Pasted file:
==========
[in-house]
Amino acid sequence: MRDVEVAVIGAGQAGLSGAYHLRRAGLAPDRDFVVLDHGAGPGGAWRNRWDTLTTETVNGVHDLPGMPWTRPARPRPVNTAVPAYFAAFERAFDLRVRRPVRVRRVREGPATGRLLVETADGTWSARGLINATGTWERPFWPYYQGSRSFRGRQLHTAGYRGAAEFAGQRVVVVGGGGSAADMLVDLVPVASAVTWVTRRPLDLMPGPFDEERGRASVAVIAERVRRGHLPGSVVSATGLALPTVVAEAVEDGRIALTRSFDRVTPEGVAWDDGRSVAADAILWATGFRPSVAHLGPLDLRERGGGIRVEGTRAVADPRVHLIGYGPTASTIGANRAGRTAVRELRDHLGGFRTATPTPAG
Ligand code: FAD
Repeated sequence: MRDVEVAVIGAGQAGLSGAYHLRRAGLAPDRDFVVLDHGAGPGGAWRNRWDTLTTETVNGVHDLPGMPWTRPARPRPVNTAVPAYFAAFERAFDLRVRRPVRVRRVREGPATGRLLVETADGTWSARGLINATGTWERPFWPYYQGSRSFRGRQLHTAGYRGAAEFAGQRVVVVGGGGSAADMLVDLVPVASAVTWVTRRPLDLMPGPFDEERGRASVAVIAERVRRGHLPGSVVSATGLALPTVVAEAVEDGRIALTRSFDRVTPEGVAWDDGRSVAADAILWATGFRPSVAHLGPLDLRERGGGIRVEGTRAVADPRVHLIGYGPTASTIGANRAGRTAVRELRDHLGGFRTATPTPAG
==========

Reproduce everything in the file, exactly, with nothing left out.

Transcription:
[in-house]
Amino acid sequence: MRDVEVAVIGAGQAGLSGAYHLRRAGLAPDRDFVVLDHGAGPGGAWRNRWDTLTTETVNGVHDLPGMPWTRPARPRPVNTAVPAYFAAFERAFDLRVRRPVRVRRVREGPATGRLLVETADGTWSARGLINATGTWERPFWPYYQGSRSFRGRQLHTAGYRGAAEFAGQRVVVVGGGGSAADMLVDLVPVASAVTWVTRRPLDLMPGPFDEERGRASVAVIAERVRRGHLPGSVVSATGLALPTVVAEAVEDGRIALTRSFDRVTPEGVAWDDGRSVAADAILWATGFRPSVAHLGPLDLRERGGGIRVEGTRAVADPRVHLIGYGPTASTIGANRAGRTAVRELRDHLGGFRTATPTPAG
Ligand code: FAD
Repeated sequence: MRDVEVAVIGAGQAGLSGAYHLRRAGLAPDRDFVVLDHGAGPGGAWRNRWDTLTTETVNGVHDLPGMPWTRPARPRPVNTAVPAYFAAFERAFDLRVRRPVRVRRVREGPATGRLLVETADGTWSARGLINATGTWERPFWPYYQGSRSFRGRQLHTAGYRGAAEFAGQRVVVVGGGGSAADMLVDLVPVASAVTWVTRRPLDLMPGPFDEERGRASVAVIAERVRRGHLPGSVVSATGLALPTVVAEAVEDGRIALTRSFDRVTPEGVAWDDGRSVAADAILWATGFRPSVAHLGPLDLRERGGGIRVEGTRAVADPRVHLIGYGPTASTIGANRAGRTAVRELRDHLGGFRTATPTPAG